About PSP


PSP is an innovative Austrian company that develops and operates advanced bridge monitoring systems. PSP's systems use lightweight embedded hardware on-site that requires little infrastructure support. The on-site hardware connects, via the mobile telephone network, to a server located on our premises that performs analysis, archiving and reporting. With our systems, clients can monitor the structural health of their bridges (iSHM) and measure heavy goods traffic (iBWIM) from their office. iBWIM and iSHM give engineers and managers the information they need to make informed decisions about bridge safety and maintenance.

Founded in 2004 as a sister company to Petschacher Consulting, we combine expertise in structural engineering with excellence in embedded systems and data analysis. Our know-how in these areas has allowed us to develop sensors and data acquisition components that are not only optimised for our structures, but which are robust, reliable and long term stable. No less important, our experience in structure inspection gives us the insight into how and where the correct sensors should be employed. Increasingly, we are applying data analysis techniques and stochastic approaches for modelling both traffic patterns and the evloution of damage in structures. This is an area in which we have been research active for some time in the academic community and it is now beginning to pay dividends in our commercial work. As a group, the staff of PSP possess a unique skill set that allows PSP to be a leader in this field.

PSP is a Carinthian company with international sales. We have a highly qualified international staff and run systems throughout Europe and Asia. We form part of the network of Carinthian high technology companies and were awarded the 2011 Carinthian Innovation and Development Prize.



PSP is committed to research and development. Since our first monitoring system, iBWIM, was introduced in 2011 we have continuously developed and improved our systems. In 2018 we launched our Structural Health Monitoring (SHM) system, PSP Logger and are currently expanding our range of precision, low drift sensors.
Our first commercial product, the BAUT infrastructure database, provides a framework within which information about a structure, be it numerical, photographic or descriptive, can be stored and accessed. BAUT is still in service with the Austrian roads authority, ASFINAG, after 15 years. We also collaborate with academic and research institutes, both within Carinthia and beyond, to develop novel sensors and apply advanced pattern recognition algorithms. In addition to our development work we are also active in academic research, and have been members of several research consortia. We continue to publish novel work at academic conferences.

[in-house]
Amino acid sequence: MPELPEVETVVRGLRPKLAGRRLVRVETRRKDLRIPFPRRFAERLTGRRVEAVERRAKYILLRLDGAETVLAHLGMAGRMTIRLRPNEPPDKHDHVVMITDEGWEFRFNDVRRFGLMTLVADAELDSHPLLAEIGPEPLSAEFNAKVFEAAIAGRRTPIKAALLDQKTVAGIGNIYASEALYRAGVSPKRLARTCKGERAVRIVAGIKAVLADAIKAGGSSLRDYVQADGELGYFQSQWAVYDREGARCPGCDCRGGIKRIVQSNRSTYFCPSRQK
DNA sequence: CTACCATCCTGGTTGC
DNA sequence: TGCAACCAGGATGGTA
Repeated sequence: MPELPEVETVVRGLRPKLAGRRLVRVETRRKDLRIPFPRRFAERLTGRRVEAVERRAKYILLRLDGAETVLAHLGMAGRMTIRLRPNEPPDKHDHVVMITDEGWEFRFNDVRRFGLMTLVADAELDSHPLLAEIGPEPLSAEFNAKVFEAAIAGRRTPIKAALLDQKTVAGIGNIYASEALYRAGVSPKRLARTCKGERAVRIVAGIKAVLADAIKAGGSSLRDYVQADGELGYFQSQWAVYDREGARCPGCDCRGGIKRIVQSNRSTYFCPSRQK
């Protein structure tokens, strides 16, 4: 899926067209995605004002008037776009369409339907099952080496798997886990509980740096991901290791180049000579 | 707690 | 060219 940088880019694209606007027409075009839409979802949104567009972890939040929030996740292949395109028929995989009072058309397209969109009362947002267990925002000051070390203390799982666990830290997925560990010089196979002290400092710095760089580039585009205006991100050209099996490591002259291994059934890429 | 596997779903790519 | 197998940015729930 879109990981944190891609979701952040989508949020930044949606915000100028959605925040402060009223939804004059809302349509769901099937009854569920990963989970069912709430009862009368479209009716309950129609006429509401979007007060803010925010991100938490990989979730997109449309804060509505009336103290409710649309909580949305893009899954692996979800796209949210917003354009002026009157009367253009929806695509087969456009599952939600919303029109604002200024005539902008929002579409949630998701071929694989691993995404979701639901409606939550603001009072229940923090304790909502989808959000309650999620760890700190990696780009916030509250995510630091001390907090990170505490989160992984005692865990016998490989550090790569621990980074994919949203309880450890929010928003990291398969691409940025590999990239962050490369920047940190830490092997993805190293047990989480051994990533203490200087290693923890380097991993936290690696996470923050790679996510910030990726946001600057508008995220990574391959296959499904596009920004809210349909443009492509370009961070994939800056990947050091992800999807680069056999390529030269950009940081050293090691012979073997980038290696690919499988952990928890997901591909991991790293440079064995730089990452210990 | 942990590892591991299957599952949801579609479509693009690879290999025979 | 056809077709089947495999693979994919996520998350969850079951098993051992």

Sustainability in Europe

Europe's economic future depends on the smooth transport of goods and vehicles. One of Europe's key competitive advantages is her extensive and well developed infrastructure. Much of the European road bridge infrastructure was built in the 1970's and will soon be entering middle age. In the coming years it will be increasingly prone to failures and large parts of it will need to be replaced. The economic and environmental costs of replacement and its associated disruption will be great.

The key to maintaining operation and managing maintenance will be monitoring. By observing the structural health of bridges, faults can be detected early and their development tracked. Decisions about whether to intervene early in the fault's evolution—when repairs will be cheaper, or to postpone to the next scheduled maintenance when traffic disruption will be lower, have significant economic implications. With quantitative data, engineers can make informed decisions about the need and scheduling of maintenance.

The systems we build at PSP help engineers make informed decisions about the future of bridges. By helping engineers apply proactive and targeted maintenance, our systems help avoid disruption and extend the working life of bridges. At PSP we believe our systems can make a significant contribution to maintaining Europe's road and rail infrastructure.